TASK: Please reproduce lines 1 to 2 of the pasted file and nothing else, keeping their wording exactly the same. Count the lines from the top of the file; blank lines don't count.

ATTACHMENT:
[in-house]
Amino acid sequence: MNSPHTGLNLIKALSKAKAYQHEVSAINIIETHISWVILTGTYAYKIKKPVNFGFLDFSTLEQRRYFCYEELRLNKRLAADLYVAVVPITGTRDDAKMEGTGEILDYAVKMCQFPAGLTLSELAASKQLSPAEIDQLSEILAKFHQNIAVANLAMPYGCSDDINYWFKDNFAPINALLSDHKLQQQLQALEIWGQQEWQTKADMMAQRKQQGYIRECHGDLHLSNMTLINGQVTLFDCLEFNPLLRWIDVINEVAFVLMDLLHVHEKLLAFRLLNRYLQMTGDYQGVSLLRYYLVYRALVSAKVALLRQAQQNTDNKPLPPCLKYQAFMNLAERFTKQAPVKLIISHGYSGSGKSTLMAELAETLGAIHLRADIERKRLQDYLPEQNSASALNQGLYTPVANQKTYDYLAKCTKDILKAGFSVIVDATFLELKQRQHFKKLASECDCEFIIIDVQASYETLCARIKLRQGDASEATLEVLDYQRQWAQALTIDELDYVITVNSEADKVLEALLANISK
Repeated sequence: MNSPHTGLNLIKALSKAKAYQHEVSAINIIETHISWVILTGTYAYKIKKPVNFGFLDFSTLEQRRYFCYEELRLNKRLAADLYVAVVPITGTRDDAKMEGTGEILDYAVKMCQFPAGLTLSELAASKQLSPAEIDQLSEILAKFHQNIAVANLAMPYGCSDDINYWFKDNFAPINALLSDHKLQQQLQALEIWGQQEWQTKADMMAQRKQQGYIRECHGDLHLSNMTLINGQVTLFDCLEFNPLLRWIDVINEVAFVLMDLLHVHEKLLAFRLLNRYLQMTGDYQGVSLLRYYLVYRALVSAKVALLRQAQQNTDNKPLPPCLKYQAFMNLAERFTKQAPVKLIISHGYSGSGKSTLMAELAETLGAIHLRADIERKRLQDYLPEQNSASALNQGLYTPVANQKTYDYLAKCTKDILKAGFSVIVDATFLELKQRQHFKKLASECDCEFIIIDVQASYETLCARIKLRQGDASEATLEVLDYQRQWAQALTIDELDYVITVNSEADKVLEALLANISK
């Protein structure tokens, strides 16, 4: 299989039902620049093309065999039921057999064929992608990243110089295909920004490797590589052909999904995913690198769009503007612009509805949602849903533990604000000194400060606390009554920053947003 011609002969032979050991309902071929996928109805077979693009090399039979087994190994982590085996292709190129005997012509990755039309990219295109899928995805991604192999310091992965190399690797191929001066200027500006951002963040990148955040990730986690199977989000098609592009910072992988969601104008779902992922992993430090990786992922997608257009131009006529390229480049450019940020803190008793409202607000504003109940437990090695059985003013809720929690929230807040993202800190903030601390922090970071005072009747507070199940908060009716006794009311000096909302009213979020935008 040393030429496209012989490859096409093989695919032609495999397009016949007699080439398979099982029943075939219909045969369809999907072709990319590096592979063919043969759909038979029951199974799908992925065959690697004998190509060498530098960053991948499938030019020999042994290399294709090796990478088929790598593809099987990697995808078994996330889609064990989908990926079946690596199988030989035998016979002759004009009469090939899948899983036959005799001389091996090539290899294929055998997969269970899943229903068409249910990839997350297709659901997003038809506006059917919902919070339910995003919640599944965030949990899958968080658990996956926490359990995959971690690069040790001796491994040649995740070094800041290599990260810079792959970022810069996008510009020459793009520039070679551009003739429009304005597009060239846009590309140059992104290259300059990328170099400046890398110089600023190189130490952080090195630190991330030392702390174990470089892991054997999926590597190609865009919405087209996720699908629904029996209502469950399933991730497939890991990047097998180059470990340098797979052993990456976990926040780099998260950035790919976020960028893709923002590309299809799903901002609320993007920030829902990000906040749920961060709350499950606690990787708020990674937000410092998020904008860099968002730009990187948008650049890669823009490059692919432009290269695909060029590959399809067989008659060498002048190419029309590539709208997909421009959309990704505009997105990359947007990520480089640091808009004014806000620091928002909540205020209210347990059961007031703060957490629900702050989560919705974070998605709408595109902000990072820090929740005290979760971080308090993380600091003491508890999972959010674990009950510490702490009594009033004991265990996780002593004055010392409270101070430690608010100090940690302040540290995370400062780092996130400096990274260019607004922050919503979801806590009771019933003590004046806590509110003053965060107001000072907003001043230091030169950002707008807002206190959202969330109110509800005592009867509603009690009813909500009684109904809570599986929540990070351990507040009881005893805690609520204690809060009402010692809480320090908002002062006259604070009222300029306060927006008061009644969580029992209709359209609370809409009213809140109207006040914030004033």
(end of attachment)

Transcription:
[in-house]
Amino acid sequence: MNSPHTGLNLIKALSKAKAYQHEVSAINIIETHISWVILTGTYAYKIKKPVNFGFLDFSTLEQRRYFCYEELRLNKRLAADLYVAVVPITGTRDDAKMEGTGEILDYAVKMCQFPAGLTLSELAASKQLSPAEIDQLSEILAKFHQNIAVANLAMPYGCSDDINYWFKDNFAPINALLSDHKLQQQLQALEIWGQQEWQTKADMMAQRKQQGYIRECHGDLHLSNMTLINGQVTLFDCLEFNPLLRWIDVINEVAFVLMDLLHVHEKLLAFRLLNRYLQMTGDYQGVSLLRYYLVYRALVSAKVALLRQAQQNTDNKPLPPCLKYQAFMNLAERFTKQAPVKLIISHGYSGSGKSTLMAELAETLGAIHLRADIERKRLQDYLPEQNSASALNQGLYTPVANQKTYDYLAKCTKDILKAGFSVIVDATFLELKQRQHFKKLASECDCEFIIIDVQASYETLCARIKLRQGDASEATLEVLDYQRQWAQALTIDELDYVITVNSEADKVLEALLANISK